|The Cyber Boxing Zone Newswire -- AUGUST 10:2001|
George Jones Fights On|
by Ted Kluck
“It’s when I’m driving into work – seeing the trees, the sunshine, the other drivers…that’s when it hits me. That’s when I appreciate life.”
Light-heavyweight George Jones gets out of bed at roughly 6:30AM. He shuffles to the kitchen like the rest of us and pours himself a bowl of cereal. He solves problems for his small children, answers their questions; drives them to school. The children raise their voices, the children cry, and the children are consoled by their father because that is what fathers do. George Jones kisses his fiancée on the way out the door to work.
It is easy to carry the misconception that after accelerating the end of a life with one’s hands, one’s own life would change considerably. It’s the same misconception that allows us to think that fame will automatically bring an end to crying children, dirty dishes, sickness, and sorrow. Jones’ life is not that of a killer. In an era when the hardened, ghetto-tough image is bought, sold, and worn like a logo by rap stars and athletes alike, Jones is remarkably meek and soft spoken.
“My life hasn’t changed a whole lot,” said Jones. “I still get up, do the roadwork, pray, and go to work. Except now I pray for Beethavean’s family, his wife and kids.” He adds, “The boxing community has been really supportive. The Scottland family has contacted me and his trainers told me at the funeral to stick with it.”
On June 26th, the print shop inventory manager was excited about his moment in the spotlight, and thought his nationally televised prizefight on ESPN 2 would bring a measure of exposure previously unrealized. “All I ever wanted to be was a nationally ranked fighter,” said Jones who has had an on-again, off-again relationship with boxing since childhood. “That was my ultimate goal.”
However, in a matter of days his opponent, Beethavean Scottland would not be alive due to injuries sustained during his match with Jones. The boxing media would use the fight as an example of the ills of the current state of the NY Boxing commission. They would be justified. Tapes would be watched and re-watched by Jones, his fiancée, commission types, and everyone else looking for answers. Tapes would reveal that the fight should and could have been stopped a number of times. The tapes would also reveal that Beethavean Scottland fought like a soldier and ultimately died like one on the deck of the USS Intrepid in New York City. He died a victim of his own courage.
“Everybody lost that night,” said Jones, “There were no winners.”
Since the fight, Jones has had plenty of time to think – for better or for worse: “I think about the kind of father and husband Bee (Beethavean Scottland) was; he was a good one. I think about my own kids and about how much they mean to me. And I think about how it all could be taken away in a heartbeat and that all of our days are numbered.”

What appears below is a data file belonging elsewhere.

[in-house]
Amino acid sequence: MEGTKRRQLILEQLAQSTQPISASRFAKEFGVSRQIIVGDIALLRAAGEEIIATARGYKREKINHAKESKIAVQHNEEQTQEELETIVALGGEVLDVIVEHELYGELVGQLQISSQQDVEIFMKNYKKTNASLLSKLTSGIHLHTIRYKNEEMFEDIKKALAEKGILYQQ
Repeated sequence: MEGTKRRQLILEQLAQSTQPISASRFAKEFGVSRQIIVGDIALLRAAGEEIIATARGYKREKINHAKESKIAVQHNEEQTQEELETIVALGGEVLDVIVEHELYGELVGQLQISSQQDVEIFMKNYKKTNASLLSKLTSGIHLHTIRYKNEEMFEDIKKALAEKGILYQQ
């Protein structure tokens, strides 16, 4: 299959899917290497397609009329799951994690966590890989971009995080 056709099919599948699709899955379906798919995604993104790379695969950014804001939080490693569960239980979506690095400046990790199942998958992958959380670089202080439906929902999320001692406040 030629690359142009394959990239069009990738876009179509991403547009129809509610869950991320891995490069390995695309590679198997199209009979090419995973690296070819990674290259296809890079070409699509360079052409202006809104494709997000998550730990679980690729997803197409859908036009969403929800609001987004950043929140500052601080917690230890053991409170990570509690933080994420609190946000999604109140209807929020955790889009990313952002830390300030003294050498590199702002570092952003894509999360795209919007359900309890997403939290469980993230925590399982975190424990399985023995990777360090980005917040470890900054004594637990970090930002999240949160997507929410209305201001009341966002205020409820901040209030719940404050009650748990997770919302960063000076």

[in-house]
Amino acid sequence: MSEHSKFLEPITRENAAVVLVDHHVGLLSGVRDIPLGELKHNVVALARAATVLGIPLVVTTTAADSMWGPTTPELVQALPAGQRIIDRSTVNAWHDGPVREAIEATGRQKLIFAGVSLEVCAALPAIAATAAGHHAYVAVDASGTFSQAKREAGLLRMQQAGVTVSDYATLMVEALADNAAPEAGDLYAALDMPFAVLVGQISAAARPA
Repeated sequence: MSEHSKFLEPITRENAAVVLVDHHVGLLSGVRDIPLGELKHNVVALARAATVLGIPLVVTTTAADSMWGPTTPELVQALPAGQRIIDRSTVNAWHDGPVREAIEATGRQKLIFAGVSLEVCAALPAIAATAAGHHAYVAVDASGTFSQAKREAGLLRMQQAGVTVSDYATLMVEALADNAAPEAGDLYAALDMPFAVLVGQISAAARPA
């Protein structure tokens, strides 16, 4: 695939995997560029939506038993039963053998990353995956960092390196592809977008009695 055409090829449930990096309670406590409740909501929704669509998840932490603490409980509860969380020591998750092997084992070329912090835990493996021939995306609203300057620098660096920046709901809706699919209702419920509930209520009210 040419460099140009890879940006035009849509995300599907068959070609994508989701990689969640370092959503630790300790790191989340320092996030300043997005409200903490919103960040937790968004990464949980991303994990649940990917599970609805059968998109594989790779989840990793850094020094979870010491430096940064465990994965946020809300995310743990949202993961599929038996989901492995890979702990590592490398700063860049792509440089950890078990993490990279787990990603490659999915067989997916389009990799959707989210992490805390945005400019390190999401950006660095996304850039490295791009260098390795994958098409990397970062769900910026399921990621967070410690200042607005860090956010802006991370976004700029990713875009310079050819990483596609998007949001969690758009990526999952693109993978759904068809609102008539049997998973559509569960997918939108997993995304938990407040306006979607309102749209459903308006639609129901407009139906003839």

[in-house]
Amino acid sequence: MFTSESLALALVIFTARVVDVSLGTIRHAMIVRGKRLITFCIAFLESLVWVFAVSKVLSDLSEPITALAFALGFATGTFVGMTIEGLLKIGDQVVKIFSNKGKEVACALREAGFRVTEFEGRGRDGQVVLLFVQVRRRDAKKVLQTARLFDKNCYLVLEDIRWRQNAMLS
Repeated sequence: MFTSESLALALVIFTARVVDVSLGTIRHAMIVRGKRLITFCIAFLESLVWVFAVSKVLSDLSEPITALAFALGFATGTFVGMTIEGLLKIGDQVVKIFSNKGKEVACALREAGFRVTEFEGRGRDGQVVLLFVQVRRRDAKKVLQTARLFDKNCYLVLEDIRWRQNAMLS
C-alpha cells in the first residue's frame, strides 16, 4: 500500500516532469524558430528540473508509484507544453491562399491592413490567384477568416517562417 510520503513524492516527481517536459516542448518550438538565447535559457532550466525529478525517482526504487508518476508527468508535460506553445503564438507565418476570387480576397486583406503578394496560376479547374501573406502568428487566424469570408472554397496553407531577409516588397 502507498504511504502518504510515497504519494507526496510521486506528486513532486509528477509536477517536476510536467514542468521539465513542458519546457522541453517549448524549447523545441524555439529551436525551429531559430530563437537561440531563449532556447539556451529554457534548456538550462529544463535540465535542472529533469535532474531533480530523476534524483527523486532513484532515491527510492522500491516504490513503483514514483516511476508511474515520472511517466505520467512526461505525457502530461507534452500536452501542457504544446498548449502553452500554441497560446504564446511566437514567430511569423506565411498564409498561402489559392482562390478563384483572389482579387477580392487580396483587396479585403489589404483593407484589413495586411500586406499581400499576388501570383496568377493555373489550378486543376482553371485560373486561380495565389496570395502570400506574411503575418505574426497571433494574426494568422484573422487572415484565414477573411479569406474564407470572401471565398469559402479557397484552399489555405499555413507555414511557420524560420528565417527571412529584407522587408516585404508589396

These are rather heavy, cautious words from an athlete who makes his living displaying confidence in his fists. Boxing, in many ways, is a study in the art of deception – of convincing the matchmaker, the promoter, and the opponent that you are confident and competent. It is an exercise in concealing weakness and presenting strength.
“The incident humbled me a lot,” said Jones. “There was a time when I would have told my corner to let me die in the ring before throwing in the towel and giving up. I don’t feel that way anymore. It just isn’t worth it for anybody.”
Indeed, similar macho posturing has left three star football players at the college and professional levels dead in the last several weeks. When Jones returns to the ring in mid-November against Montel Griffin, it will be as an older, wiser, and more seasoned fighter – a fighter who has overcome obstacles far more daunting than the man standing in the opposite corner.
“I thought long and hard about giving up the fight game,” he said, “but I’ve given up on a lot of things in my life and I wanted this to be different – I wanted to finish the job.” Jones, like everyone else who has had the courage to lace up a pair of gloves, dreams of a title. He now also dreams of using money he makes in the ring to set up a trust fund for Scottland’s children. His activities are clearly focused on the future.
“I’m going to go back to school eventually,” said Jones, “To start preparing for my life after boxing. My supervisors at work are really supportive of everything I do in the ring, but they also want to develop my business skills by sending me to school.” Jones the man seems as proud of his accomplishments in the workplace as he is of anything Jones the fighter has accomplished in the ring.
In the gym he thumps the swinging, leather covered heavy bag for comfort. For Jones there is comfort in the familiar, and the sounds and smells of the gym are like a well-worn t-shirt or a favorite CD. The gym is the boxer’s church, the place where he goes to worship at the altar of social progress and expunges his sins on leather bags of various shapes and sizes. He goes for the familiar sounds - the thud of glove against bag, the machine-gun rhythm of the speed bag, and the whip of jump rope on canvas.
In the gym, at least, there is the guarantee of toxins leaving the body through sweat, and the faint hope of toxins leaving the soul.
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